Tuesday, January 6, 2015

Protesters are Pro-Community, Not Anti-Police.

Because the police are anti-community.

It is this mindset that undergirds the punitive nature of the “broken windows” theory and the mindset of many police. Therefore, when people talk about restricting the power of the police in any way, they aren’t just threatening the power of police as such, they are threatening the very stability of society. And many police deeply resent the criticism because they really do feel they risk their lives for the well-being of others.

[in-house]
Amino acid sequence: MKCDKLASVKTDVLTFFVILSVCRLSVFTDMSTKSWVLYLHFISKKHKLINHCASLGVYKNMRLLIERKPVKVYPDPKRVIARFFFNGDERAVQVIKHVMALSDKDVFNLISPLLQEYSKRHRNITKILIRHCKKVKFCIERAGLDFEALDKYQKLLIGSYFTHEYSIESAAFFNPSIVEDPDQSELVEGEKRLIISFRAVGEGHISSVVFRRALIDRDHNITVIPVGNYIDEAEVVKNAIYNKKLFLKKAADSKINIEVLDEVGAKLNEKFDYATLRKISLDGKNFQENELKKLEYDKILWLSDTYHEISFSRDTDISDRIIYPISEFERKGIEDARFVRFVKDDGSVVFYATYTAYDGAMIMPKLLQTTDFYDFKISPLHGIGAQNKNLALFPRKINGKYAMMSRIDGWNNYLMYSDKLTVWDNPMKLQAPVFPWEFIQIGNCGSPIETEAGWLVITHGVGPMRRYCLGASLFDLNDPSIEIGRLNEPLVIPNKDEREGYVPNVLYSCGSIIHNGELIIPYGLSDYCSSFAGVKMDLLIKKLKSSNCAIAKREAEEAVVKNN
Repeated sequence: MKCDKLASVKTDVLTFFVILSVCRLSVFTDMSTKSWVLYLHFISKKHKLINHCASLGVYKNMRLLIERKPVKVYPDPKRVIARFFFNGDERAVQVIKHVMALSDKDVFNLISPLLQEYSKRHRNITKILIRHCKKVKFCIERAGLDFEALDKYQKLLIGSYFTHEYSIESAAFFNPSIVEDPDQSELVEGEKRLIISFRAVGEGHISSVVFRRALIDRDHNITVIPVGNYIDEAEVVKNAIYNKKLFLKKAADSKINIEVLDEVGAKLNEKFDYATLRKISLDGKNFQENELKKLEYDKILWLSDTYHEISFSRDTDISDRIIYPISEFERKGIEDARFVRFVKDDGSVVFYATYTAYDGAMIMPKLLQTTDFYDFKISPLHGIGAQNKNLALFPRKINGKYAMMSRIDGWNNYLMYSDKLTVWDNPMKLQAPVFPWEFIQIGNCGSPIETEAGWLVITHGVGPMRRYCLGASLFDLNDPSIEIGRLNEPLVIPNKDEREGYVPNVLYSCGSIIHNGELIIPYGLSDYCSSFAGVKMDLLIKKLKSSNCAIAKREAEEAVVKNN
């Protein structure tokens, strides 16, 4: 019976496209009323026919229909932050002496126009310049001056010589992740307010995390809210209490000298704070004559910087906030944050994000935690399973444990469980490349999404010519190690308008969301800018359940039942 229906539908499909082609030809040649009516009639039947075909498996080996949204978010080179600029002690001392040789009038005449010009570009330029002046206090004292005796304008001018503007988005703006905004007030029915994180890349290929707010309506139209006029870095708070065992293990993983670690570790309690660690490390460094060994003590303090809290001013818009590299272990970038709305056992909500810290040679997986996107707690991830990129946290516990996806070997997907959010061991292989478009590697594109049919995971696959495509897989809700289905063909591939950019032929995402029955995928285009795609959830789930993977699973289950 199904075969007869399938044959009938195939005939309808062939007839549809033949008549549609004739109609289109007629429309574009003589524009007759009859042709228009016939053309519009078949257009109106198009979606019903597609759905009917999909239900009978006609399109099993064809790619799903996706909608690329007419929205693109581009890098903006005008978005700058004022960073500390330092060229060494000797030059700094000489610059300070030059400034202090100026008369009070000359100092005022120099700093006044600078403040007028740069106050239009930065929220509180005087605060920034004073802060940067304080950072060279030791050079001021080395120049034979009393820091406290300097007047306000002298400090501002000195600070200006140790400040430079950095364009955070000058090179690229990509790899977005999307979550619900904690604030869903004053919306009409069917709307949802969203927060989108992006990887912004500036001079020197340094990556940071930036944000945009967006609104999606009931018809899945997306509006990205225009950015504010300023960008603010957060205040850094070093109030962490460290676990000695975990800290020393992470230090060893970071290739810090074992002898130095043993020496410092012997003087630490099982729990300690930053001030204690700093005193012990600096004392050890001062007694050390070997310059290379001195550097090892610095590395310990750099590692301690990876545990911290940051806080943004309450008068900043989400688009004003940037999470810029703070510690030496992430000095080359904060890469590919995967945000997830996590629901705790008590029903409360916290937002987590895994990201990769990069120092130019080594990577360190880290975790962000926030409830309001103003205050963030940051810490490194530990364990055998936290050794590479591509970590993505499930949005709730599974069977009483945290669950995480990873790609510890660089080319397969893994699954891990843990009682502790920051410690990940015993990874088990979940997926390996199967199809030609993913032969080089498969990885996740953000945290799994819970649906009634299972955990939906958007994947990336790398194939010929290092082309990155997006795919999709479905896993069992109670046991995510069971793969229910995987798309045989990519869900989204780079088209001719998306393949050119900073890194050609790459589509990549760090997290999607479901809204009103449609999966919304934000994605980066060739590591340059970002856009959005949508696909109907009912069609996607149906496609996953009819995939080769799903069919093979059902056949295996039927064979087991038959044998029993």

In order to get out of this dysfunction dynamic, we need to focus intently on the ways in which communities can be made safe and functioning without relying on people with handcuffs and guns. Every time a community calls for more police to solve their crime and disorder problems, it is re-empowering not just the police but a deeply conservative ideology that is, at root, demeaning to poor people and dismissive of the ability of the state to use social programs and market interventions to empower and reinvigorate communities. The challenge is not to be anti-police or pro-police, it is to be pro-community.

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